My other GJ guitar is a Dunn which is a long scale. It just takes a bit of getting used to the stretch for me. If one is getting stiff in the joints a short scale would be much easier To play IMO.
    The Magic really starts to happen when you can play it with your eyes closed
  • Agree. I play mainly rhythm on my long scale Dupont, which is OK. Soloing took awhile to get used to, with old stiff fingers, as @Jazzaferri says! Sorta wish I had a short sale!
  • Wim GlennWim Glenn oƃɐɔᴉɥƆModerator 503
    Posts: 1,016
    ...and I have occasionally seriously thought of going all short scale. Does anyone play these on a regular basis? Do any pros prefer them for some reason? Do they have a characteristic sound?

    I can't think any pros who prefers a short scale instrument. From what I've seen, they all use a long scale guitar. Many do use a D-hole, but they're using long scale D-hole instruments.

    In my experience short scale guitars have a weaker sound in comparison, particularly in the higher register. That's not really a problem for rhythm/accompaniment, but for lead playing the short scale guitars will almost always start to weaken out up above the 12th fret. It's right where you want the guitar to punch and cut above the band, as a the soloist.

    Another big thing is the string tension. It's lower on the short scales, and this actually effects playability. The sound is often fine in the mids, but if you're a hard hitter the strings are going to feel a bit too "floppy" there. It's hard to explain why, but I think it's something to do with the rest stroke not "bouncing" off the string below with enough force. It's like a trampoline with too much slack in it, or when the tires in your bike need a bit more air, or something.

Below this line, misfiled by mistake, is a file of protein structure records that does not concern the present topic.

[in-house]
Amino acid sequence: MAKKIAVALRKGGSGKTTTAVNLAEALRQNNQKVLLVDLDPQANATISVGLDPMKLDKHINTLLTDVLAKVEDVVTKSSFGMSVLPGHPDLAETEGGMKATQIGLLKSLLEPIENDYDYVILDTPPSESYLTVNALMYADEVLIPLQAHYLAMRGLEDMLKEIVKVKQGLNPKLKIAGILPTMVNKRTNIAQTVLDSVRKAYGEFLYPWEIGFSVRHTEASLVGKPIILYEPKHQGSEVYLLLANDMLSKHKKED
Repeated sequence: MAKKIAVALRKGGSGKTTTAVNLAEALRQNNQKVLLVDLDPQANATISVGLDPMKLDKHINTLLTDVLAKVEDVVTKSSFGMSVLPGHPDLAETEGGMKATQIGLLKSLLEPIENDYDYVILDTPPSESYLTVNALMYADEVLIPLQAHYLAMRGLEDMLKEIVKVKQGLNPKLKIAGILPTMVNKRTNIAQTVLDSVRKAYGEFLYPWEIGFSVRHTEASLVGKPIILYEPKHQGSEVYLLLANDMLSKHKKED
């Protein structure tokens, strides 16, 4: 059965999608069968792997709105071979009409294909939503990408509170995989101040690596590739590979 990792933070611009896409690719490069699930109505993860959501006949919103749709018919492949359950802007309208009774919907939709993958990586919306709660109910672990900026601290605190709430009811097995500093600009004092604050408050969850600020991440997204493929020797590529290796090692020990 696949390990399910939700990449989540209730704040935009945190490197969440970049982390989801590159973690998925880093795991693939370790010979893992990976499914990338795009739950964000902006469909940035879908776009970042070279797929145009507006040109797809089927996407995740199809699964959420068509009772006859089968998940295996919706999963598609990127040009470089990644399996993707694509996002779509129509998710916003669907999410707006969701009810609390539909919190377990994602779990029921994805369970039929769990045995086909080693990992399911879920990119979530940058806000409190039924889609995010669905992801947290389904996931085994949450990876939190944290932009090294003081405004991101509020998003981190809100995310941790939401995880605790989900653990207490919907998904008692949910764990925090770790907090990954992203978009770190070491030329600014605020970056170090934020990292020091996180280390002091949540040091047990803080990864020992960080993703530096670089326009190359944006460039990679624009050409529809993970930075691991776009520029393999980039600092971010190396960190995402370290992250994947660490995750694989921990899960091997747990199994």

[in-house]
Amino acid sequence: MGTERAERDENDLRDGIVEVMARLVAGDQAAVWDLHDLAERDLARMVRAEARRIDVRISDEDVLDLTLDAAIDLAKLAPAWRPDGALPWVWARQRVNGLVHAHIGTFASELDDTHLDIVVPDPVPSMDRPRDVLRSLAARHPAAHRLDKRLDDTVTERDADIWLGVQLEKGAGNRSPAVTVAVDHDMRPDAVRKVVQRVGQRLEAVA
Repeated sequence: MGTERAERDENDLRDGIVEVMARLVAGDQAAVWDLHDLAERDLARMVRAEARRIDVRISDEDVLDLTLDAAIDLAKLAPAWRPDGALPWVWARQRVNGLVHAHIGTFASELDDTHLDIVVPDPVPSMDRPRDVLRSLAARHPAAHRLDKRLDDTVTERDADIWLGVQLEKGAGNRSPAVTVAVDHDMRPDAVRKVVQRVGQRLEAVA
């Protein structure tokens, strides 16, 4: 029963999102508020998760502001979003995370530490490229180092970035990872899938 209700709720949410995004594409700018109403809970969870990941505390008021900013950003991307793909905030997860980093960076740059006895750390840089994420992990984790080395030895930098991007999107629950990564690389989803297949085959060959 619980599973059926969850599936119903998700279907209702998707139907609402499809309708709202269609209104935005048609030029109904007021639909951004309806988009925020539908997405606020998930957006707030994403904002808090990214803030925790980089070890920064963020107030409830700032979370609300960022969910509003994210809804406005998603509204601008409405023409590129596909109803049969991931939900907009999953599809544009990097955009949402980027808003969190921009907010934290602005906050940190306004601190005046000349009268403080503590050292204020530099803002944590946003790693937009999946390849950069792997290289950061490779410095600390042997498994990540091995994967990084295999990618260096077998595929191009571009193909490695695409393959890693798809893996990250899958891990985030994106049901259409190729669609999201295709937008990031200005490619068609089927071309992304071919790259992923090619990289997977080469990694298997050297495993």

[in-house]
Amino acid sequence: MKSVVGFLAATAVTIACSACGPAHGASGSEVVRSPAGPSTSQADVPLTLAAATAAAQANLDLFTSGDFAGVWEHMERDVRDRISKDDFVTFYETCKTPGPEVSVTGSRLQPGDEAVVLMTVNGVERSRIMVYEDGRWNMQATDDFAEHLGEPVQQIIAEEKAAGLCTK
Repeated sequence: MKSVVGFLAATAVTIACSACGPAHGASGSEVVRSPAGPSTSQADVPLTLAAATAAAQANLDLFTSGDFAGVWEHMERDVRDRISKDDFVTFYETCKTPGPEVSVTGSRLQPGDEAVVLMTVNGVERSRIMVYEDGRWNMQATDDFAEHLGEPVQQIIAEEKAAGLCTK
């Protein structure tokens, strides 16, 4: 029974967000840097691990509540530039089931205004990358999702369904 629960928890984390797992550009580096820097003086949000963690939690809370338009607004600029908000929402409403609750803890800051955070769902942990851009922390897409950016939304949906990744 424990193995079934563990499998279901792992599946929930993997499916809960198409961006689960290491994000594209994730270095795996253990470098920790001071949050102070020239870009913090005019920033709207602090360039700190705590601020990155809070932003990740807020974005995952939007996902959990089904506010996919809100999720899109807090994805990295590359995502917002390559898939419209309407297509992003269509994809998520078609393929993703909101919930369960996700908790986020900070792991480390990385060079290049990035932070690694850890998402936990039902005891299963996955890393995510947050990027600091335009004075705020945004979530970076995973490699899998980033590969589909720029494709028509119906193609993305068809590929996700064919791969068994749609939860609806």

I'm not saying this as a long scale player who tried short scale once or twice and found it weird and unfamiliar. Actually, I played short scale for many years. When I changed to a long scale D hole it took a long time to get used to the new feel, greater distance between notes etc, but it was definitely an upgrade in both the sound and the playability.
    jonpowlnomadgtr
  • my DuPont MDC 20 is a maple back and sides short scale. Once I got the strings sorted so it wasn't too bright..... Fisoma 11s .... It has never had a problem being heard on rhythm even outside noisy market acoustic. Really punchy rhythm, doesn't break up when I whack it hard.

    Certainly doesn't have the volume of the Dunn on single string.
    The Magic really starts to happen when you can play it with your eyes closed
  • ChiefbigeasyChiefbigeasy New Orleans, LA✭✭✭ Alves de Puga DR670; Dupont MDC 50; The Loar LH600
    Posts: 249
    Regarding "The Loar" archtop guitar, there are a few video reviews of the guitar on YouTube, including an official one by Mr. Mehling from San Francisco. The later models are sunburst, but the used on I got is blond all around. It sounds great as a rhythm guitar strung with some bronze gypsy jazz strings. Lead lines are nice as well, albeit not as loud as my regular scale petit bouche guitar. The area available for lead lines is a little limited because there is no cutaway in this model. I bought it with no pickup, but you can get it with one or add one aftermarket. The same company makes a number of archtop styles that have received various review. I agree with playing one to decide, but I'm very happy with mine.